Celebrate the tomato season with mouthwatering big slicers to bite-sized cherry tomatoes. Click on other pix to enlarge and read captions.Photo/Illustration: Susan Belsinger
Tis the season... for pickin' tomatoes!
There is nothing like a big juicy tomato--both tangy and sweet--cut into thick slices!
Tomatoes and basil are the perfect summertime combination.
Cherry tomatoes are wonderful right from the plant in the garden warm from the sun or added to a variety of salads.
Just-picked tomatoes are taken from the harvest basket and placed on the picnic table on the backporch. Sometimes they need to ripen a day or two until they are brought into the kitchen and savored!
The fixings for a summer veggie oven roast. I roast this in the morning, let it cool and then have it for summer at room temperature.
Heirloom tomatoes at Woodberry Kitchen ( a favorite restaurant in Baltimore) are cored and await oven roasting, which makes them melt in your mouth. www.woodberrykitchen.com
Roasting tomatoes in the wood-fired oven at Woodberry Kitchen.
A summer-ripe tomato, sliced and sandwiched between two slices of good bread, spread with mayonnaise and seasoned with salt and freshly ground pepper is food that makes my eyes shine.
“Homegrown tomatoes homegrown tomatoes
Wha’d life be without homegrown tomatoes
Only two things money can’t buy
That’s true love and homegrown tomatoes”
—Guy Clark, Homegrown Tomatoes (listen on YouTube)
Summertime and the livin’ is easy… and it is just about the height of our summer growing season… just finished the first week of August. Vegetables like tomatoes, squash, eggplant, cucumbers and beans have nearly reached their peak, although the peppers have a little more time to maturity. We have another good month of these wonderful seasonal veggies and then they’ll start slowing down production once the cooler night temperatures set in. Already the nights are cooling down just a bit-you can feel it in the air-better sleeping weather-that is for sure.
Here in my Maryland zone 7 garden, it seems downright jungle-like. We’ve had rain so that plant foliage as well as weeds are verdant green. The grass holds dew until late morning and is wet when the sun begins to set and it feels like a soft, plush damp carpet to my bare feet. It is home to hoppy frogs, slithering snakes and the occasional turtle-I can tell by how the grass moves. Unfortunately the humidity has caused the mosquitoes to come out and I can’t sit outside in the evening without their pesky buzzing and biting; have to slather on my homemade insect-repellent oil.
The butterflies dance all day on the herb flowers of bee balm, Echinacea, thyme and near-spent lavender blooms as well as phlox, marigolds, agastache and vegetable flowers. Bees overnight in the curcurbit blossoms. The other morning I was up very early and went out to the garden and the butterflies and bees weren’t up yet, which somehow tickled me. I spied many of the latter (imagining them to be fairly drunk on nectar) sleeping in the flowers they chose to pollinate and overnight in.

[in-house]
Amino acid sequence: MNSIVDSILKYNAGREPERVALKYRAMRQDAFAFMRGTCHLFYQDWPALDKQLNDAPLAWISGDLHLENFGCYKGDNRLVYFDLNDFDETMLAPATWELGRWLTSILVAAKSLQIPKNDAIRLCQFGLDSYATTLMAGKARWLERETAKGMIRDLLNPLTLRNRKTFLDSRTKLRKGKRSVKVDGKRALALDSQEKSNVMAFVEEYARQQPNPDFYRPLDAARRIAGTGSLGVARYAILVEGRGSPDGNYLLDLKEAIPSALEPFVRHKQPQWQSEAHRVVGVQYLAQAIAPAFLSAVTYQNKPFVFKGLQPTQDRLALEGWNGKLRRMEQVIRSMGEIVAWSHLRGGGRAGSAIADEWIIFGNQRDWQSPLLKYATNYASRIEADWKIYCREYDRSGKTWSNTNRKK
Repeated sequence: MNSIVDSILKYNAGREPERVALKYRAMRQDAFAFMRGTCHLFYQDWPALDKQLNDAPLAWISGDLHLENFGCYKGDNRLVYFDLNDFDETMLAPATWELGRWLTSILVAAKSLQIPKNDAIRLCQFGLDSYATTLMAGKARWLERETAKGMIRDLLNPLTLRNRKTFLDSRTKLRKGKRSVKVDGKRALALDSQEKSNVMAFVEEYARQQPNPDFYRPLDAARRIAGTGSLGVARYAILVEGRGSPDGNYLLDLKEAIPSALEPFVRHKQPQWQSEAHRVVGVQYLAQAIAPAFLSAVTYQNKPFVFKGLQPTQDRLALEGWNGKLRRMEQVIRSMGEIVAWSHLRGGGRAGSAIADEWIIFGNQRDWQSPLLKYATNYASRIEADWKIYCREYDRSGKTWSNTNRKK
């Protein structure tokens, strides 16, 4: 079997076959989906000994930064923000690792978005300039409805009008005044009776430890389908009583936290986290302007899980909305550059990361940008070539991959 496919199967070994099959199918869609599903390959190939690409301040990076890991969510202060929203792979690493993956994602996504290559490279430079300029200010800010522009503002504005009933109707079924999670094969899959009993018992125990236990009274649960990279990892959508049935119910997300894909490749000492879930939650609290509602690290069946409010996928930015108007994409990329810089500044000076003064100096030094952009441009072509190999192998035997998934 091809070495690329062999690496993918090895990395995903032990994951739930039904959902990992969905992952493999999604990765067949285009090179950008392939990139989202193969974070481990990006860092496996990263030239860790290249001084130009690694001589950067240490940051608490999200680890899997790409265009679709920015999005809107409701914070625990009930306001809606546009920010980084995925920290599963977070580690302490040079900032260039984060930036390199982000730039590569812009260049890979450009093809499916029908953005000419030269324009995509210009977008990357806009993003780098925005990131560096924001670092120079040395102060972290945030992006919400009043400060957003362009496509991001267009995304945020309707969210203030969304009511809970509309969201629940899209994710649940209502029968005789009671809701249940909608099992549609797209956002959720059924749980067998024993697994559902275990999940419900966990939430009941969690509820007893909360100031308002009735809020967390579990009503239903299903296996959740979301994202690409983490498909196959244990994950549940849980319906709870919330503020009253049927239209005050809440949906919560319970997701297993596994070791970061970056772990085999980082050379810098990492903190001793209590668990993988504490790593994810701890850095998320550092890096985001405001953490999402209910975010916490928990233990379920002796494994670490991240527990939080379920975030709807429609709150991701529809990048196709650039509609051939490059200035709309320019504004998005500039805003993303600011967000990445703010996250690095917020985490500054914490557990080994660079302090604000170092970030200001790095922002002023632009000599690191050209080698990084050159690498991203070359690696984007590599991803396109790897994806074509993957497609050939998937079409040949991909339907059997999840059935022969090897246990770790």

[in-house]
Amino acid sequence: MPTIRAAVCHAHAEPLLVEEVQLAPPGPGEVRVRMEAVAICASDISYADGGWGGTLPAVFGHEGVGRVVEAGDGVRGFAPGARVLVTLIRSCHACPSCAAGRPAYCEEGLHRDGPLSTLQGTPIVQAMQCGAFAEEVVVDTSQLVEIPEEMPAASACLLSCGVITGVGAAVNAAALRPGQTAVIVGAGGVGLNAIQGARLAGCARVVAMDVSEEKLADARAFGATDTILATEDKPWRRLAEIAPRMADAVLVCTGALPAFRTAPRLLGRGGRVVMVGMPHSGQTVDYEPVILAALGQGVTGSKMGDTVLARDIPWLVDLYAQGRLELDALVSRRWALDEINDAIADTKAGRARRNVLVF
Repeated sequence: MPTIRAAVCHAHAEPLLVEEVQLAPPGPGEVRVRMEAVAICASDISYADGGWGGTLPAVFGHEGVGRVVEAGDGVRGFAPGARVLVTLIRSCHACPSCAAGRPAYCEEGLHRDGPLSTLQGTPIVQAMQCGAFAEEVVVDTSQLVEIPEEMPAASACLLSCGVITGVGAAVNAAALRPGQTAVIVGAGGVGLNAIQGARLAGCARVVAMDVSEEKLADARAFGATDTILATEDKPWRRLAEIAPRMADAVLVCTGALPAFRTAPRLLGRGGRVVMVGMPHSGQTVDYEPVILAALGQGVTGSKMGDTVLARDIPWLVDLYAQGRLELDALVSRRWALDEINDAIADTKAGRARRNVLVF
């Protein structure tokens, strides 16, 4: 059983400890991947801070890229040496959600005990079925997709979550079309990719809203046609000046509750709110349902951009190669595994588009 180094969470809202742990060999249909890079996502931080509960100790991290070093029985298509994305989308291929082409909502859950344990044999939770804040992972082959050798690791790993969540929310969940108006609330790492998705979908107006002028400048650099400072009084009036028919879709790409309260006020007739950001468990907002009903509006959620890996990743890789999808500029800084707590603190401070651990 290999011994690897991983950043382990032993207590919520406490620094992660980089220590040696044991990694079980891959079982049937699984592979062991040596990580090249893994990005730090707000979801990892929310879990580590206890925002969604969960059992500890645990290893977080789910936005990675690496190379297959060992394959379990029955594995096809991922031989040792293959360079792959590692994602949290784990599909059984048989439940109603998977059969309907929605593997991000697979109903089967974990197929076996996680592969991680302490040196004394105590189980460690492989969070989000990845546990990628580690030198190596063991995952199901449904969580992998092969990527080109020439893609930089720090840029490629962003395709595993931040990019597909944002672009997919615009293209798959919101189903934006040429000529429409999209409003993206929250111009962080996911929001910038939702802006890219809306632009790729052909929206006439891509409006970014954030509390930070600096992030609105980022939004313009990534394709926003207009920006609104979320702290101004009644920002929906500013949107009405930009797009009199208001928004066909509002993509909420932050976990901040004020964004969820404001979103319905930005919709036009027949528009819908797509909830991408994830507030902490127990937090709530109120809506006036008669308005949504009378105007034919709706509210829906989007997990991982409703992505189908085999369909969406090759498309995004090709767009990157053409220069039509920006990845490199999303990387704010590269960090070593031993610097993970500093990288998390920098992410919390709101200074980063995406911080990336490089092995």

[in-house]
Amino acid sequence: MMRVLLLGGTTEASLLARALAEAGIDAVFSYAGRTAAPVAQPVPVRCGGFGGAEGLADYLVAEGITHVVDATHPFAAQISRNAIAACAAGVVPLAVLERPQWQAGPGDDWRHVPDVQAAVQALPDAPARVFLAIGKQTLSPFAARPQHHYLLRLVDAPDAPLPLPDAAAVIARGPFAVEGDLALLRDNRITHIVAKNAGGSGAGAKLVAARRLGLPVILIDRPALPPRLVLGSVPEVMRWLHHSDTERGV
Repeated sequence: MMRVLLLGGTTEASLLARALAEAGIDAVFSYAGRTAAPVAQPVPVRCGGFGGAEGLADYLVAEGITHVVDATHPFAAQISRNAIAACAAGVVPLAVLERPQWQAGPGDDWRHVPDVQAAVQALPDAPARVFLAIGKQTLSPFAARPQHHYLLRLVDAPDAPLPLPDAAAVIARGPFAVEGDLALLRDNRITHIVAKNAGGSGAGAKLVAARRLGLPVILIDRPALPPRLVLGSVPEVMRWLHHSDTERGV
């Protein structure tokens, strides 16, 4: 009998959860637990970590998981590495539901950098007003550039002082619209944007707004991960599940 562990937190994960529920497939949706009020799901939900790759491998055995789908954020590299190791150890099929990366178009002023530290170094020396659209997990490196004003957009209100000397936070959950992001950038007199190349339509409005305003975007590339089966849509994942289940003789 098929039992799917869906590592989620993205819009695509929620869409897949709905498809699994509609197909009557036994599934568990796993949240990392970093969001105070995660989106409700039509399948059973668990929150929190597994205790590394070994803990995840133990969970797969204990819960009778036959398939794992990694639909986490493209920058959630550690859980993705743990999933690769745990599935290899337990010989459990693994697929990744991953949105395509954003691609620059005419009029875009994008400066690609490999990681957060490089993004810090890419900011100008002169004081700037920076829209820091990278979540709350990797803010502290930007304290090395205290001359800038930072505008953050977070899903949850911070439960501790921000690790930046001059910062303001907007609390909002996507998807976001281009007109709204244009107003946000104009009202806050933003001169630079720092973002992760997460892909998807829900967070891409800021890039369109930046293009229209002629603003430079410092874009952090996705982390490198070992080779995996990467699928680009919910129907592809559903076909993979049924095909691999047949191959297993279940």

Well I sort of got off the subject of this blog… and that is tomatoes. Green, yellow, red or orange–cherry, pear, round or big meaty ones–I love them all. I am sort of a tomato junkie this time of year. I can eat them at least three times a day-and one of those times-is almost always on a tomato sandwich. I consider myself an artiste at them and you can read about it here.
I love them just sliced with salt and pepper; I adore them with basil; mozzarella and olive oil makes the perfect Caprese salad. They are superb with cucumbers and feta in a summer Greek salad. Any way you slice them is okay with me. Fresh, sauteed, roasted, or grilled, I make them into soups, salads, casseroles, pizzas, pastas, pies and more. I also pick them green to make fried green tomatoes, dipped in egg and cornmeal with seasonings for an occasional summertime treat. Besides eating them solo, I combine them with eggplant, Greek-style or in caponata Italian-style; with squash in the French ratatouille; with corn in Mexican calabacitas and Southern-style sauteed in butter or made into succotash; stewed with green beans or okra, Lebanese or Turkish-style; or combined with a medley of summer veggies in my tagine to make a fragrant summer stew. One of my main summer staples is homemade garden salsa. Well here is a new recipe for you to try, featuring tomatoes-as well as garden cucumbers, peppers, onions and garlic-try this easy and tasty garden gazpacho.
A final note, even though it is hot, get out in the kitchen and start preserving your summer-ripe tomatoes so that you can enjoy them in the cold weather months. It is so worth the effort. Can them whole, make them into sauce or salsa, ketchup and chutney, make them into juice-just do it now-you’ll be glad you did!
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